China's banking industry, regulated by the People's Bank of China (the central bank) and the China Banking Regulatory Commission, lent ¥7.95 trillion in Renminbi-denominated loans in 2010, up 19.9% from and 11.8 percentage points slower than a year earlier as the government tightened monetary policy to keep looming inflation and asset bubbles in check. Total loans made in 2010, including foreign currency-denominated loans, added up to ¥8.36 trillion equivalent, taking total outstanding loans to ¥50.92 billion by the end of 2010.
Deposits made in 2010 totaled ¥12.14 trillion equivalent, including ¥12.05 trillion Renminbi-denominated deposits, taking total deposit balance to ¥73.34 trillion by the end of 2010.
The industry's profit rose 34.5% to ¥899.1 billion. The top five state-owned banks' profit accounted for 60% of total earnings whereas the 151 city-level lenders' profit accounted for 8.5% of total earnings.
China's bankcard clearance system processed 25.76 billion transactions worth ¥246.8 trillion in 2010, up 30.8% and 48.7% respectively from the year before. China had 2.19 billion debit cards and 230 million credit cards in circulation by the end of 2010.
The value of interbank transactions rose 31.1% to ¥179.5 trillion in 2010, or ¥718 billion a day.
China's banks had ¥95.3 trillion in total assets and ¥364.6 billion in non-performing loans (NPL ratio 1.15%) by the end of 2010.
The top five mainland-listed banks by market value are
- Industrial & Commercial Bank of China Ltd (SHA: 601398, HKG: 1398), based in Beijing
- China Construction Bank Corp (SHA: 601939, HKG: 0939), based in Beijing
- Bank of China Ltd (SHA: 601988, HKG: 3988), based in Shanghai
- Agricultural Bank of China Co (SHA: 601288, HKG: 1288), based in Beijing
- Bank of Communications Co (SHA: 601328, HKG: 3328), based in Shanghai
China's insurance industry, regulated by the China Insurance Regulatory Commission, recorded ¥1.43 trillion in premium incomes in 2011, down 1.3% from the year before. Life insurance premium down 8.6% to ¥972.1 billion, and property insurance premium was up 18.5% to ¥461.8 billion.
In 2010, the industry compensated ¥313.7 billion in insurance claims, profited ¥60.7 billion, and had ¥5 trillion in total assets by the end of 2010.
In 2010, the top three insurers by life insurance premium were
- China Life Insurance posted ¥333.04 billion in life insurance premium, accounting for 31.72% of total life insurance premiums, down from 36.23% in 2009;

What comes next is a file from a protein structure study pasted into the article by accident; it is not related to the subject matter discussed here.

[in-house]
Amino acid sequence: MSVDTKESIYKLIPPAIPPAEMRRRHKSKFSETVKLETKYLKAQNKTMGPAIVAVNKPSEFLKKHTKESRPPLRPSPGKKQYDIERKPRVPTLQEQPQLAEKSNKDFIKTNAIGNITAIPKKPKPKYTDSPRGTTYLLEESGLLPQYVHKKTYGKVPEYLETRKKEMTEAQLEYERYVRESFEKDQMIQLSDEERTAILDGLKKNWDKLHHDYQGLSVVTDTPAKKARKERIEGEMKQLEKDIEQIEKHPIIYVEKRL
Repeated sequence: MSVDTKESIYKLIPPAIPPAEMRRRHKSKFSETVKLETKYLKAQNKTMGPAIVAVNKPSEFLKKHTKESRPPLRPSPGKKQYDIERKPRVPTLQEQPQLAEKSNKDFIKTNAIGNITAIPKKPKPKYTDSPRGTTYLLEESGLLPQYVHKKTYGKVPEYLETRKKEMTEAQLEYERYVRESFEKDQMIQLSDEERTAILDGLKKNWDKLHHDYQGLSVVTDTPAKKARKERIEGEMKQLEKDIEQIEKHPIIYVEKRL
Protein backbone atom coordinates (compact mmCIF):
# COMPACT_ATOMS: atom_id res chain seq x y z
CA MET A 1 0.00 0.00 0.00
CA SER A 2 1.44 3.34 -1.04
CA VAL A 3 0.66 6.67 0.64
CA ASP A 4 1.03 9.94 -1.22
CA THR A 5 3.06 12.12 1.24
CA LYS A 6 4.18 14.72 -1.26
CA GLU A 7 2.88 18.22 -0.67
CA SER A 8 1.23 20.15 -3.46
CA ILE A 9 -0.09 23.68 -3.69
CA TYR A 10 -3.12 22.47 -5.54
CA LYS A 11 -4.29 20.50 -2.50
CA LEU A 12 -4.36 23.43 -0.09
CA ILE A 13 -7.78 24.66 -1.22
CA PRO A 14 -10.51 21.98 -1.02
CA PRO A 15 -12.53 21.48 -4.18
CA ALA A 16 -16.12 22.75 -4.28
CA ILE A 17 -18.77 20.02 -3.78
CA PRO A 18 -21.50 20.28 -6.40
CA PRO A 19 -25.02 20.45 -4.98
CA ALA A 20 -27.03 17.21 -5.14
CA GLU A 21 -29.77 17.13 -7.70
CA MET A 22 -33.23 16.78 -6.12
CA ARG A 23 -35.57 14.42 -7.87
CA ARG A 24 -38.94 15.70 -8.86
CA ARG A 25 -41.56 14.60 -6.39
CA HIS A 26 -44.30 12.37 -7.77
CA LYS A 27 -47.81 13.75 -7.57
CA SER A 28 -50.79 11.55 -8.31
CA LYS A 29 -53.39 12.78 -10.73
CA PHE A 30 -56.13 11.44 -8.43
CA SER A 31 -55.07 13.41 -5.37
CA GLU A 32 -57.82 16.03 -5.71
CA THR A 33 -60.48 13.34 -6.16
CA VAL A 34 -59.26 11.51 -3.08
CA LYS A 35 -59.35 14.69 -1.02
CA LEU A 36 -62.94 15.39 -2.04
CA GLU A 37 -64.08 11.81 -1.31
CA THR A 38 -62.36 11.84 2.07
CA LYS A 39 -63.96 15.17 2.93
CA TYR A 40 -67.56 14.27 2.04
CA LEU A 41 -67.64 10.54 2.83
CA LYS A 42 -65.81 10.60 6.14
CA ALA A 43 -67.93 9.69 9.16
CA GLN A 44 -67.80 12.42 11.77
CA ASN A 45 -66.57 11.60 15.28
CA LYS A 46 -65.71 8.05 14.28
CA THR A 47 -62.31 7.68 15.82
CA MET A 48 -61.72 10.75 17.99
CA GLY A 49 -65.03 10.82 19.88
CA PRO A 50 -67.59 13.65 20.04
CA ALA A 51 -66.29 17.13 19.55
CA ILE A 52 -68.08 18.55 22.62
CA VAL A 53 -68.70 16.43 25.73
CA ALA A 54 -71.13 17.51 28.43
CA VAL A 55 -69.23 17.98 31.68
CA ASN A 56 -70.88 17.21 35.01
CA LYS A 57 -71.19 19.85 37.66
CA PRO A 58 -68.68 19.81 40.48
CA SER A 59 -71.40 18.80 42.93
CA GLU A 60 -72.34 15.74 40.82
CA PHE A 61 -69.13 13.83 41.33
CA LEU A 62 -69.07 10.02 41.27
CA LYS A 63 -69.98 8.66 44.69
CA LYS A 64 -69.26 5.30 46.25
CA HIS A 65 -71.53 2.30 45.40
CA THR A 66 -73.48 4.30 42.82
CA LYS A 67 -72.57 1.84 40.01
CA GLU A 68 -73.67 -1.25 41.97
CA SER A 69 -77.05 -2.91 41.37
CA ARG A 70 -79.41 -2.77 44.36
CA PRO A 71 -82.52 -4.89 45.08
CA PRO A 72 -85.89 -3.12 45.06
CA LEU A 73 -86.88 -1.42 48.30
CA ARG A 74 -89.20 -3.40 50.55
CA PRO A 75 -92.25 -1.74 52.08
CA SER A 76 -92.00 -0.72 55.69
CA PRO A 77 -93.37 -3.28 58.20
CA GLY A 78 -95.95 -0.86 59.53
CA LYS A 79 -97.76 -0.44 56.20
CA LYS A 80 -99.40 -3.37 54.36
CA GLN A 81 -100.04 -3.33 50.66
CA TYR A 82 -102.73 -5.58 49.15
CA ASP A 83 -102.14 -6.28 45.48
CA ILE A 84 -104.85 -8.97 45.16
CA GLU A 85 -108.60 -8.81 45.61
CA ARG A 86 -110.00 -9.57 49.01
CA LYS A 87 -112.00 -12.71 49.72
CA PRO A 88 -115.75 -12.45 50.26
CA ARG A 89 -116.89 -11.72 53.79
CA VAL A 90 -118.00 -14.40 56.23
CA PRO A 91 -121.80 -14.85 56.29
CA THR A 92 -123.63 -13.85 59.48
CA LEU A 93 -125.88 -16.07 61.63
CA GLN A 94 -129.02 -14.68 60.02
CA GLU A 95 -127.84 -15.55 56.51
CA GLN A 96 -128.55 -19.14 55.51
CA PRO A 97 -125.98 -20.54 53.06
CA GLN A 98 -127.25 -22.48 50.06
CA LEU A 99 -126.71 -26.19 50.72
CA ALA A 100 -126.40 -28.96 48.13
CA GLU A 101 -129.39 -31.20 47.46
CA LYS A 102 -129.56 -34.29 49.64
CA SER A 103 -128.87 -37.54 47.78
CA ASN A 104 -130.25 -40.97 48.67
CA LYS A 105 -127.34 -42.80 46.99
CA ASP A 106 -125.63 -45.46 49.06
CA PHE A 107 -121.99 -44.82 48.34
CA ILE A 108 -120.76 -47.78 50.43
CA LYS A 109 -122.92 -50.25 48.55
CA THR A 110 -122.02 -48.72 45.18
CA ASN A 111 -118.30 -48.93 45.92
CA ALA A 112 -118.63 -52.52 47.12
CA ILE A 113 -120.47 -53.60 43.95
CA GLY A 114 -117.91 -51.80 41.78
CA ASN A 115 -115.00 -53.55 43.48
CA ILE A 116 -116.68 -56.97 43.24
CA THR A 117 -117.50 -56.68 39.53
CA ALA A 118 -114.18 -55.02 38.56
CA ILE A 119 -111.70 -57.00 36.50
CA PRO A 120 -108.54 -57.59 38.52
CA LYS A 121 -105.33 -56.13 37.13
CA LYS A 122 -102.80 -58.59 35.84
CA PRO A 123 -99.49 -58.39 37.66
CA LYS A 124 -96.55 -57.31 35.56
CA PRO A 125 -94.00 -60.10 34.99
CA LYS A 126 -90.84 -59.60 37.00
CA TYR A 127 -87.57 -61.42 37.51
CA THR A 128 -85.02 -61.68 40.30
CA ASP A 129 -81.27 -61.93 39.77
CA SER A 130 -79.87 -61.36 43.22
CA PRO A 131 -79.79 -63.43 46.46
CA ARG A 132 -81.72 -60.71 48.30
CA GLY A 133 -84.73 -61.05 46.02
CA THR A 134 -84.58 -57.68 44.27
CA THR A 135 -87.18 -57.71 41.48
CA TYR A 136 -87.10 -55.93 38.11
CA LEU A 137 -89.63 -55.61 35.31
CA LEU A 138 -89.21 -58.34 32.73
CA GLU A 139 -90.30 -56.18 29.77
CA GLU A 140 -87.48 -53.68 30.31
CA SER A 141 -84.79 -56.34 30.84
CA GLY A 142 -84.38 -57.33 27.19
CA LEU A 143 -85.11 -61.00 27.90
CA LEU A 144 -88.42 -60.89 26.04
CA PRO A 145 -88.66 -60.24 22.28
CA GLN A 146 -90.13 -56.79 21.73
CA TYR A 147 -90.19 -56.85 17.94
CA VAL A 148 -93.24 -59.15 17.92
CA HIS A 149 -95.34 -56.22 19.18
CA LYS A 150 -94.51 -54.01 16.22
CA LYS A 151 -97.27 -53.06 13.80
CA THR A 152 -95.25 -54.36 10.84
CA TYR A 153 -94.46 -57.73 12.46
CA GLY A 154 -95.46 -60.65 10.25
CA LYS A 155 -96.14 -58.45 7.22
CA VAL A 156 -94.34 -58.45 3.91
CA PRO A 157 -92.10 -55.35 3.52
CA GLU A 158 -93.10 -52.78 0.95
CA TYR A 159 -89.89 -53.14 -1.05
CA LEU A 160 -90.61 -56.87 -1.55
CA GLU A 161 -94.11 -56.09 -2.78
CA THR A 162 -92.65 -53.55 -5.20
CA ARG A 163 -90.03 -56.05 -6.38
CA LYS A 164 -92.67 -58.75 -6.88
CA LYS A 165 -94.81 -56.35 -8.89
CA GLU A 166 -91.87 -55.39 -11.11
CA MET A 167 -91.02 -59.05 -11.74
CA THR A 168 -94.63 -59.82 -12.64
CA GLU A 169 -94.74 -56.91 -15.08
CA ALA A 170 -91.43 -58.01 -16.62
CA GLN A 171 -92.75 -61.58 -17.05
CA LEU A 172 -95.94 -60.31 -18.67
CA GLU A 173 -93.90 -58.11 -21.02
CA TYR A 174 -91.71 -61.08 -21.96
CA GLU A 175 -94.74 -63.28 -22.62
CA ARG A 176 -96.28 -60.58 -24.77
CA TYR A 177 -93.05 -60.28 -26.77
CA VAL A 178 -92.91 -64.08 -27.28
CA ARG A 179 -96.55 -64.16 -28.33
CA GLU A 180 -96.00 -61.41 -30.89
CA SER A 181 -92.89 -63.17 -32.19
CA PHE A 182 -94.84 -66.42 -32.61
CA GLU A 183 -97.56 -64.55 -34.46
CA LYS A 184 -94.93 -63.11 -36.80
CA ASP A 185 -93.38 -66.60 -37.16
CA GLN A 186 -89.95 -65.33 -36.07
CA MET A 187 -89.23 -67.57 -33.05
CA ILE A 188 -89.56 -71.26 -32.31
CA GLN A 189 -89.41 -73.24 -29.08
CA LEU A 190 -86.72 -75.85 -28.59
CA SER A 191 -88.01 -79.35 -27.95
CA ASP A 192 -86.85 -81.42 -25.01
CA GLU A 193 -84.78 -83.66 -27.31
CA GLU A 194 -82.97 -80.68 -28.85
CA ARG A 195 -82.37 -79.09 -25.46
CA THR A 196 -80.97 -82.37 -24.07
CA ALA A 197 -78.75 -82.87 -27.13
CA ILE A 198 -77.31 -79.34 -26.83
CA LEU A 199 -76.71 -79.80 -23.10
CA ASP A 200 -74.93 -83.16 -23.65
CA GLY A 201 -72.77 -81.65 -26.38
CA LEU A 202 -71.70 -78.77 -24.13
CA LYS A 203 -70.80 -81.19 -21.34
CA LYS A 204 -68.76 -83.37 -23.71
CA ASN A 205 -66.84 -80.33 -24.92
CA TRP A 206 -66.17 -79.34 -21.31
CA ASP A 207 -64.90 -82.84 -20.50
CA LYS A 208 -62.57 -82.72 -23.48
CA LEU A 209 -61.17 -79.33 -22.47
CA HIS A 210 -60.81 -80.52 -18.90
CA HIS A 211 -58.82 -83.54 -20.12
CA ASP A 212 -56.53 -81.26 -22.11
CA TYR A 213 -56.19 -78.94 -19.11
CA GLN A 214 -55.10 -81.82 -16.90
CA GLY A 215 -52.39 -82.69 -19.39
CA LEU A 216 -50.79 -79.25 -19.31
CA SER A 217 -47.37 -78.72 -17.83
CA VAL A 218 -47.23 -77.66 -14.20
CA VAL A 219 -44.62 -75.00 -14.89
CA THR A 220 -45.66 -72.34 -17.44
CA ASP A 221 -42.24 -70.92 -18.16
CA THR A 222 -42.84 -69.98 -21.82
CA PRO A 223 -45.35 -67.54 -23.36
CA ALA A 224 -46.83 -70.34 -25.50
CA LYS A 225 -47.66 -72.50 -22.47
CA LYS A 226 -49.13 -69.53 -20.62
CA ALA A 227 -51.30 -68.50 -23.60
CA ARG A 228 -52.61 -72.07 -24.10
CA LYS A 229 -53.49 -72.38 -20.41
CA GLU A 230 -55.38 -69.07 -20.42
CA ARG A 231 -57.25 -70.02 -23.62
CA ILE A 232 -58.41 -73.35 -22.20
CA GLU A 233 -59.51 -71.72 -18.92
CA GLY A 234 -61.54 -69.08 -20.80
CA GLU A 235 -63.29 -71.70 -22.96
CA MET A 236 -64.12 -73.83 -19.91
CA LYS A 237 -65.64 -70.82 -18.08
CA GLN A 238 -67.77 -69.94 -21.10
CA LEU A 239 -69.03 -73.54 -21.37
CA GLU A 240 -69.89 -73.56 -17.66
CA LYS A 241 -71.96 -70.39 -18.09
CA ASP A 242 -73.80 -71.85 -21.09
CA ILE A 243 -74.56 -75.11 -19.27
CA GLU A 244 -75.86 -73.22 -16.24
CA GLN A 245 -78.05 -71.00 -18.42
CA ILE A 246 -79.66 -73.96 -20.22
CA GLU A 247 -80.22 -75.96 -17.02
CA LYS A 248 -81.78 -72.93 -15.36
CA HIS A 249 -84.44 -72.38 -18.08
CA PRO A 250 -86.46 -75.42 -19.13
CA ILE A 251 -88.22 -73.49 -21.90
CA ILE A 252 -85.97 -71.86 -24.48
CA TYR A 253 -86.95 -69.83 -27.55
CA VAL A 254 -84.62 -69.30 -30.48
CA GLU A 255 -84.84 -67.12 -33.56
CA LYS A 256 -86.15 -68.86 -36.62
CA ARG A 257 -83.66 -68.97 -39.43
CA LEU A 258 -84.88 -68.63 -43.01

- Ping An Insurance posted ¥159.06 billion in life insurance, accounting for 15.15% of total life insurance premiums, down from 16.24% in 2009;
- NCI posted ¥93.64 billion in life insurance premium, accounting for 8.92% of total life insurance premiums, up from 8.2% in 2009.
In 2010, AIA continued to be the largest foreign insurer by premium income out of 28 foreign life insurers despite a 0.18-percentage-point decline in Chinese market share. It posted ¥8.47 billion in life insurance premium, accounting for 0.81% of total life insurance premiums, down from 0.99% in 2009.
In 2010, the top three insurers by property insurance premium were
- PICC posted ¥153.93 billion in property insurance premium, accounting for 38.23% of total property insurance premiums, down from 39.92% in 2009;
- Ping An Insurance posted ¥62.11 billion in property insurance, accounting for 15.43% of total property insurance premiums, up from 12.86% in 2009;
- CPIC posted ¥51.53 billion in property insurance premium, accounting for 12.8% of total property insurance premiums, up from 11.44% in 2009.
In 2010, Chartis continued to be the largest property insurer by property income out of 19 foreign property insurers despite a 0.017-percentage-point decline in Chinese market share. It posted ¥1.02 billion in property insurance premium, accounting for 0.25% of total property insurance premiums, down from 0.27% in 2009.
China's insurance industry is fledging compared to that in developed economies. For instance, very few people in rural China are insured; commercial medical insurance and dental insurance are even rarely seen in the largest Chinese cities. However, the nation's 1.4 billion people potentially back rapid growth of the insurance industry.
China has three mainland-listed insurers:
- China Life Insurance Co (NYSE: LFC, SHA: 601628, HKG: 2628), based in Beijing
- Ping An Insurance Group Co of China (SHA: 601318, HKG: 2318), based in Shenzhen, Guangdong
- CPIC (SHA: 601601, HKG: 2601), based in Shanghai